Life support

The average amount in the network for advanced survival land ambulance transport increased by 56% from 2017 to 2020

NEW YORK, Feb. 23, 2022 /PRNewswire/ — The average allowable (in-network) amount for advanced life support (ALS) emergency ambulance ground transportation (not including mileage charges) has increased by 56% over three years, from $486 in 2017 to $758 in 2020. This was part of a general increase in the costs of emergency ground ambulance transportation for ALS and basic life support (BLS) over the course of of this period, including increases in average billed charges and average amounts allowed for privately insured patients.1,2,3 These are some of the findings of FAIR Health’s new white paper, Ground Ambulance Services in the United States: A Study of Private Healthcare Claims.

Charges for ALS emergency land ambulance services increased from an average of $1,042 in 2017 to $1,277 in 2020, an increase of 22.6%. The average fee for BLS emergency land ambulance services increased by 17.5% from $800 in 2017 to $940 in 2020. The average amount allowed for the same services increased by 39.9% , rising from $373 to $522 over the same period.

Among other findings of the report:

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Among patients aged 19 to 35, mental health issues were the most common diagnosis associated with an emergency land ambulance during the 2016-2020 period.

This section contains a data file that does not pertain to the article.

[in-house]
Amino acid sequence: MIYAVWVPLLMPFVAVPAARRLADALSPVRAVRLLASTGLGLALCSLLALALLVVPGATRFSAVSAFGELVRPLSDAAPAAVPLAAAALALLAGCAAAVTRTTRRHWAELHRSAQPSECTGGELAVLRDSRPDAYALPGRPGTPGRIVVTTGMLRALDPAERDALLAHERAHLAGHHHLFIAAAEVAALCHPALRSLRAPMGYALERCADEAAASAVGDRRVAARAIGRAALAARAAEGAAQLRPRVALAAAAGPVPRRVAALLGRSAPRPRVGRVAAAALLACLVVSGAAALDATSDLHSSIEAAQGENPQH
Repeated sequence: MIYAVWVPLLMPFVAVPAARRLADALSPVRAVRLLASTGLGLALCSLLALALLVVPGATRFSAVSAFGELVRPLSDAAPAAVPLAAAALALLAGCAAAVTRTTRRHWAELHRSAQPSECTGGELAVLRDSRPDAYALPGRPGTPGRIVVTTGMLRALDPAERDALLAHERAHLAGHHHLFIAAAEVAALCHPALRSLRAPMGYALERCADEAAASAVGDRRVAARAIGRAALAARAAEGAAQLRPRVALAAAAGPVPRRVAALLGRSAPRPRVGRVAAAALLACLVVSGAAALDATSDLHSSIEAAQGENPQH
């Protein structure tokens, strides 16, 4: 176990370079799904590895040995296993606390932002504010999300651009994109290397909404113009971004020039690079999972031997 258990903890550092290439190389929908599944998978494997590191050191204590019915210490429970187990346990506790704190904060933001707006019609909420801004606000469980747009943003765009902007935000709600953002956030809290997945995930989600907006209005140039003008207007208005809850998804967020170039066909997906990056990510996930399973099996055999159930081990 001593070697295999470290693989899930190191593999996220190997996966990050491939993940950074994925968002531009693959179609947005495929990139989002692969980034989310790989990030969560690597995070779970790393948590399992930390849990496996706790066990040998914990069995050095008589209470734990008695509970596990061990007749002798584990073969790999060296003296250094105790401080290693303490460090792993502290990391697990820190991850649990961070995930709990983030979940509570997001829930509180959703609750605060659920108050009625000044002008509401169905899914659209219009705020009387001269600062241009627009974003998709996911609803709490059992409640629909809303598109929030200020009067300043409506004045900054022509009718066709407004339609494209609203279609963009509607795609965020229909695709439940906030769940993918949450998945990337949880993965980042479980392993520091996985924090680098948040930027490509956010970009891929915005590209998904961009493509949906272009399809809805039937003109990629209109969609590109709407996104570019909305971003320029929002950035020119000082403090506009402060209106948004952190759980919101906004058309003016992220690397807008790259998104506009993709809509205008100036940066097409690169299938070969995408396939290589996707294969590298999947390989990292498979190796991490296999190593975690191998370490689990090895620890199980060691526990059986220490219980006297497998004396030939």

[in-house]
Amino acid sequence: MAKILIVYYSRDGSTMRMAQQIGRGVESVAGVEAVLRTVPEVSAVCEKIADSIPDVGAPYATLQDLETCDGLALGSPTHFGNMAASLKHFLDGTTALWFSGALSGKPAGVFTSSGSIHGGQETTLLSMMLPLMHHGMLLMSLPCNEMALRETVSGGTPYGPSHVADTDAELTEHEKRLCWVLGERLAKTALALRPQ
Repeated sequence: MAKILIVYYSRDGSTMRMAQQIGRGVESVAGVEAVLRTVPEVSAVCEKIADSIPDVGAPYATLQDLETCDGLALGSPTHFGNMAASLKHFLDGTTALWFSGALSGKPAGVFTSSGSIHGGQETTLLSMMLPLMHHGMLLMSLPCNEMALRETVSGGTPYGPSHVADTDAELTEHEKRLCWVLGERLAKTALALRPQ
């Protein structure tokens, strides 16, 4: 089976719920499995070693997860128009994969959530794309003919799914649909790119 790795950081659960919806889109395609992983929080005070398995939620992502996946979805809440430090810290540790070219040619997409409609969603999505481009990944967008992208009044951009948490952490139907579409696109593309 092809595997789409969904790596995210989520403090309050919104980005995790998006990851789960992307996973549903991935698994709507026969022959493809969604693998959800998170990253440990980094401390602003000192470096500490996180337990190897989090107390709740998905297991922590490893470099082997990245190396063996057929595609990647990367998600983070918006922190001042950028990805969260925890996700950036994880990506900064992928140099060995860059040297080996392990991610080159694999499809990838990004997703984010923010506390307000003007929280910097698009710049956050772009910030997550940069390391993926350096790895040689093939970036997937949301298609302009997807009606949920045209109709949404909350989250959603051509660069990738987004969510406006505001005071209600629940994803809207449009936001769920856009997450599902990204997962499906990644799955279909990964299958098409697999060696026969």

Throughout the 2016-2020 period, ALS services accounted for a higher percentage of emergency land ambulance claim lines4 than BLS services. For example, in 2020, 51.5% of emergency land ambulance claim lines were associated with ALS, compared to 48.5% associated with BLS.

People aged 65 and over were consistently the largest age group associated with emergency land ambulance services, although their share of the distribution fell from 37.7% in 2016 to 34% in 2020.

During 2016-2020, women made up a greater share of emergency land ambulance claim lines than men in all but two age groups; men had more claim lines in the 0-18 and 51-64 age groups.

During 2016-2020, the top three reasons patients were transported by emergency land ambulance were (from most common to least common) general signs and symptoms, general signs and symptoms involving the circulatory system and respiratory, and signs and symptoms involving cognition.

In 2020, COVID-19 entered the ALS Emergency Land Ambulance Associated Diagnosis Ranking at #15, and entered the BLS Emergency Land Ambulance Transport Ranking at #10.

In 2019 and 2020, the five states with the highest emergency land ambulance usage as a percentage of all medical claim lines in that state were all in the northeast and south, and the five states with the lowest usage were in the Midwest and West. According to previously published FAIR Health air ambulance data, this was the opposite of the geographic distribution of fixed-wing air ambulance use in 2019 and 2020, in which the top five most used states were in the Midwest. and the West and the five states with the lowest usage were in the northeast and south.

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